“This morning, including the data points from Thorncliffe, 99.9 per cent of Ontario students are COVID-free and that continues to underscore the importance of following public health advice and it really I think demonstrates the importance of keeping schools open, which is our plan for 2021.”
Roughly 14 per cent of the province’s 4,828 publicly funded schools have at least one reported case of COVID-19 and at least four schools are currently closed as a result of outbreaks of the disease.
Province changed testing guidelines last week
Just last week, the province adjusted its COVID-19 testing guidance for school staff and students in Toronto, York Region, Peel Region and Ottawa to allow voluntary asymptomatic testing.
The province also offered school boards in the regions an additional $35 million to strengthen public health measures.
The testing pilot, which is in place for four weeks, was implemented to better track how the virus is spreading in and around schools.
Since late September, Ontario’s assessment centres would not test asymptomatic people unless they were linked to a known case.
The NDP called the funding and four-week testing program a “half-measure.”
“Some students in some regions may be able to get tests. According to the government, the location and method for testing will vary between regions and cities, regions will have to develop their own plan,” the NDP said in a news release last week.
“Ford’s still trying to cheap out on testing students, teachers and staff, and that’s not good enough.”
Dr. Barbara Yaffe, Ontario’s associate chief medical officer of health, said the cases at Thorncliffe Park Public School are “concerning but not surprising.”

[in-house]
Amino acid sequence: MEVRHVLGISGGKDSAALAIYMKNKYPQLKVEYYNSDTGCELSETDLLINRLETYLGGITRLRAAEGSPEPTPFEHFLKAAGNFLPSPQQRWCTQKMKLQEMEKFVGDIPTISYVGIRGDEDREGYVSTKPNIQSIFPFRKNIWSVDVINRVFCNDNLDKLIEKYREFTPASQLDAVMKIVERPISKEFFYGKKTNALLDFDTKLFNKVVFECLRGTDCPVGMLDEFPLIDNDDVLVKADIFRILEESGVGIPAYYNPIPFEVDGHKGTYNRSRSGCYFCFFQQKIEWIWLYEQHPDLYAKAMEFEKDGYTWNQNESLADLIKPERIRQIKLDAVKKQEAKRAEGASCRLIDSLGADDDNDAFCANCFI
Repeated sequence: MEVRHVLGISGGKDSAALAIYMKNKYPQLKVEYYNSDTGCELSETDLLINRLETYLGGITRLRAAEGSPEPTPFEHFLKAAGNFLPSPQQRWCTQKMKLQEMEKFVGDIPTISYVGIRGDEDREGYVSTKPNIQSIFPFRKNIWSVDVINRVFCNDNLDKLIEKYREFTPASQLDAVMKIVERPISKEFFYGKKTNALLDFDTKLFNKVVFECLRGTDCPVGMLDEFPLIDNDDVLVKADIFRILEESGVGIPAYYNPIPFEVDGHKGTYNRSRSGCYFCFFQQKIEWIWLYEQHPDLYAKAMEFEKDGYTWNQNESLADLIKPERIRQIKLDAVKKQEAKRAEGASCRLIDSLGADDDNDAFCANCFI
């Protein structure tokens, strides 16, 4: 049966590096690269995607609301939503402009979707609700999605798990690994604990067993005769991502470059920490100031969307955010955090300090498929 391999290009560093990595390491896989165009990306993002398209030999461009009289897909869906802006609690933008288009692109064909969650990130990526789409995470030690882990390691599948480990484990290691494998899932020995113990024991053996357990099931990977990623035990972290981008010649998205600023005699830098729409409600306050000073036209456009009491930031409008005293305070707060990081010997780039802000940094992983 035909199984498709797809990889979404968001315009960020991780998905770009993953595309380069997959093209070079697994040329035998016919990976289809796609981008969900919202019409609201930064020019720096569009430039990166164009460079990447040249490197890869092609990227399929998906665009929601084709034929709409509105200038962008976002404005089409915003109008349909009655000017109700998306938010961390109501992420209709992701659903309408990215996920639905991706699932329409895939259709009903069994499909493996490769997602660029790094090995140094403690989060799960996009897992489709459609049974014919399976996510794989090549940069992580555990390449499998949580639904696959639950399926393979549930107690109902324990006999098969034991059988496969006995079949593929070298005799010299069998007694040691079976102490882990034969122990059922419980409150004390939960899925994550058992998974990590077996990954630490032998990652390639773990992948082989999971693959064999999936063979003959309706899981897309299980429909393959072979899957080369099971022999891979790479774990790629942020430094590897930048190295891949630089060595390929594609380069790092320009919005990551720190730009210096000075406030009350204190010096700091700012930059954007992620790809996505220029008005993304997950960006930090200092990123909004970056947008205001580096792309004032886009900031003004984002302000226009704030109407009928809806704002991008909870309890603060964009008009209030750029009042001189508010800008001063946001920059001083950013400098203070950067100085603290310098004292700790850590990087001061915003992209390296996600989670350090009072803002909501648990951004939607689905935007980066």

“Those numbers are obviously concerning. We know that that is one of the neighborhoods in the city of Toronto that has high rates of COVID-19 transmission,” she said at a news conference on Monday afternoon.
“That is one of the schools that was chosen for this testing initiative and when we have a lot of COVID-19 in the community, by its nature it spills into the schools.”
She said the province is continuing to work with Toronto Public Health to identify measures that will help prevent further spread of the virus in the city’s schools.
Infectious diseases specialist Dr. Abdu Sharkawy called the discovery at Thorncliffe Park Public School an “important” one.
“We know that children tend to be minimally, if not symptomatic at all, but they appear to be quite good at spreading this,” he told CP24 on Monday.
“So we need to be quite aware of whether or not there is any asymptomatic signal within our younger children to prevent that from spreading to others in a multi-generational household or others who are certainly going to be at a higher risk if they acquire COVID-19 and become a lot sicker.”
Sharkawy said he hopes the province continues to expand asymptomatic testing in schools.
“There are a lot of asymptomatic people out there who are infected with this virus and unfortunately until we ramp up our testing capacity and ideally target areas that appear to be harder hit, we won’t really know the extent of the disease that’s out there,” he said.